Protest petitions closer to becoming outlawed | News

Protest petitions closer to becoming outlawed

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North Carolina citizens are closer to losing another right, after the House voted Tuesday to eliminate protest petitions.

The tally on House Bill 201 was 81–31. However, four Wake County Republicans voting against the measure: Marilyn Avila, Nelson Dollar, Chris Malone and Gary Pendleton.  All but one local Democrat also opposed it. Darren Jackson, a Wake County Democrat and real estate attorney, co-sponsored the bill and voted for it.

Citizens can use protest petitions, a legal mechanism in place for more than 90 years, to try to block unwanted developments. Currently, 5 percent of property owners within 100 feet of a proposed rezoning can file a petition. In order to pass the rezoning, a city council must do so with three-fourths of a majority vote.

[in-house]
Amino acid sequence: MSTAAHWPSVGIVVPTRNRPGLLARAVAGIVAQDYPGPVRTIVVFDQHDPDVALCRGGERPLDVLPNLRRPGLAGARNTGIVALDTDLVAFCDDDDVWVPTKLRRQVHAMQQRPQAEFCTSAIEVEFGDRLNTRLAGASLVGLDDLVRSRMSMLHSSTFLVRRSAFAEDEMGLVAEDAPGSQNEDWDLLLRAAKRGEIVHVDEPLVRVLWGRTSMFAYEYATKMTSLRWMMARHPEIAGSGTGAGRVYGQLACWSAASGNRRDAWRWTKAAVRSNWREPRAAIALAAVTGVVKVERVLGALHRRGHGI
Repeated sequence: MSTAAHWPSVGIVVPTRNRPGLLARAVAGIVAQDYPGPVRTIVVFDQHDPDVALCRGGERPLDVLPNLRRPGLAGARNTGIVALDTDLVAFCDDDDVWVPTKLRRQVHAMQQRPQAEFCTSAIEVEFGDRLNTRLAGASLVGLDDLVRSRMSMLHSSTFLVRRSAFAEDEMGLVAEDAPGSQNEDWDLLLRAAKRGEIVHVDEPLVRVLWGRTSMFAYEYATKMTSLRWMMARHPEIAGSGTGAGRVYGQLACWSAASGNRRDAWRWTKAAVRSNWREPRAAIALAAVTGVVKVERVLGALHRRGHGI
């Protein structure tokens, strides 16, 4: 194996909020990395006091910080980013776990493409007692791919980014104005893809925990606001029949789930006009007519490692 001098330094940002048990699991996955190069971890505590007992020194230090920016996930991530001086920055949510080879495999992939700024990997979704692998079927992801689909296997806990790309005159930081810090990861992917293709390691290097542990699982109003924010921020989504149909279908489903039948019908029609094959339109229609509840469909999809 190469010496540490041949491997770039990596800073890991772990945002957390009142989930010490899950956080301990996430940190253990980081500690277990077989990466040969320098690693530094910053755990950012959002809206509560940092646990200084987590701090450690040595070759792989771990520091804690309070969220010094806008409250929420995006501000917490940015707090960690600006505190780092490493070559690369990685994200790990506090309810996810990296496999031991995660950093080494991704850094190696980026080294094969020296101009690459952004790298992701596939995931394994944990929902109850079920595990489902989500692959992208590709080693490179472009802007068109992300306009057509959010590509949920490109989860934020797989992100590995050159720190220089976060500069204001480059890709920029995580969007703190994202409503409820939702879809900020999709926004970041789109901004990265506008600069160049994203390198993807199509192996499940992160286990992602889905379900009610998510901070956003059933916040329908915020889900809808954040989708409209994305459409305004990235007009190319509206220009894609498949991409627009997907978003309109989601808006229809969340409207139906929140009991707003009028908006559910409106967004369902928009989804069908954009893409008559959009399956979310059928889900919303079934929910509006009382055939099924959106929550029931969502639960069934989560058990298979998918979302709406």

The state's powerful homebuilders lobby has long lobbied to abolish protest petitions so developers will face less opposition on land use.

Raleigh residents recently filed a protest petition against a proposed Publix grocery store. The developer dropped the project.

In Durham, residents also filed a protest petition against 751 South—the developer even tried some legal maneuvers to invalidate it. Ultimately, the protest petition was declared valid, but the rezoning was passed.

A final vote is expected today when the House convenes at 3 p.m. The bill will then go to the Senate.





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